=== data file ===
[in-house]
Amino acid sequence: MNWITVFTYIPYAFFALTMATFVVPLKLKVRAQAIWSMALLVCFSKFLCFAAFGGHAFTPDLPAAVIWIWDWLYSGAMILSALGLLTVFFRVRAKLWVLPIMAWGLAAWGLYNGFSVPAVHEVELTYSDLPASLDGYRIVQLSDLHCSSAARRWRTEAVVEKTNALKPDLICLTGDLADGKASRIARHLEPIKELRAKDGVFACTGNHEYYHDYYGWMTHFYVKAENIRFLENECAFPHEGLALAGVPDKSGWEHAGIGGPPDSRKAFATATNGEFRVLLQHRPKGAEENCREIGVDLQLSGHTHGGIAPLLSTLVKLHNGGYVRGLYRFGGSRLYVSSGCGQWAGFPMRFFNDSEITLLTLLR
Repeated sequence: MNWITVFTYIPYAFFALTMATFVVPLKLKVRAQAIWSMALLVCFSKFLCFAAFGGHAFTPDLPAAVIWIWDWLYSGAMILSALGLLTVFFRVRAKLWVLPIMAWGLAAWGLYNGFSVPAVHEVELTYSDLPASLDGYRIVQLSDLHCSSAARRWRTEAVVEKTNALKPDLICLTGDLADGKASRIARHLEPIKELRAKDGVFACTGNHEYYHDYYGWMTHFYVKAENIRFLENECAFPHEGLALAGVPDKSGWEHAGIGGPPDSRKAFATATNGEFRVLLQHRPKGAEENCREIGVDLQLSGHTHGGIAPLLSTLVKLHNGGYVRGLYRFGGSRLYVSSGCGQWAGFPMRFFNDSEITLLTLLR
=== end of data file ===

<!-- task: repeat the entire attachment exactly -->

[in-house]
Amino acid sequence: MNWITVFTYIPYAFFALTMATFVVPLKLKVRAQAIWSMALLVCFSKFLCFAAFGGHAFTPDLPAAVIWIWDWLYSGAMILSALGLLTVFFRVRAKLWVLPIMAWGLAAWGLYNGFSVPAVHEVELTYSDLPASLDGYRIVQLSDLHCSSAARRWRTEAVVEKTNALKPDLICLTGDLADGKASRIARHLEPIKELRAKDGVFACTGNHEYYHDYYGWMTHFYVKAENIRFLENECAFPHEGLALAGVPDKSGWEHAGIGGPPDSRKAFATATNGEFRVLLQHRPKGAEENCREIGVDLQLSGHTHGGIAPLLSTLVKLHNGGYVRGLYRFGGSRLYVSSGCGQWAGFPMRFFNDSEITLLTLLR
Repeated sequence: MNWITVFTYIPYAFFALTMATFVVPLKLKVRAQAIWSMALLVCFSKFLCFAAFGGHAFTPDLPAAVIWIWDWLYSGAMILSALGLLTVFFRVRAKLWVLPIMAWGLAAWGLYNGFSVPAVHEVELTYSDLPASLDGYRIVQLSDLHCSSAARRWRTEAVVEKTNALKPDLICLTGDLADGKASRIARHLEPIKELRAKDGVFACTGNHEYYHDYYGWMTHFYVKAENIRFLENECAFPHEGLALAGVPDKSGWEHAGIGGPPDSRKAFATATNGEFRVLLQHRPKGAEENCREIGVDLQLSGHTHGGIAPLLSTLVKLHNGGYVRGLYRFGGSRLYVSSGCGQWAGFPMRFFNDSEITLLTLLR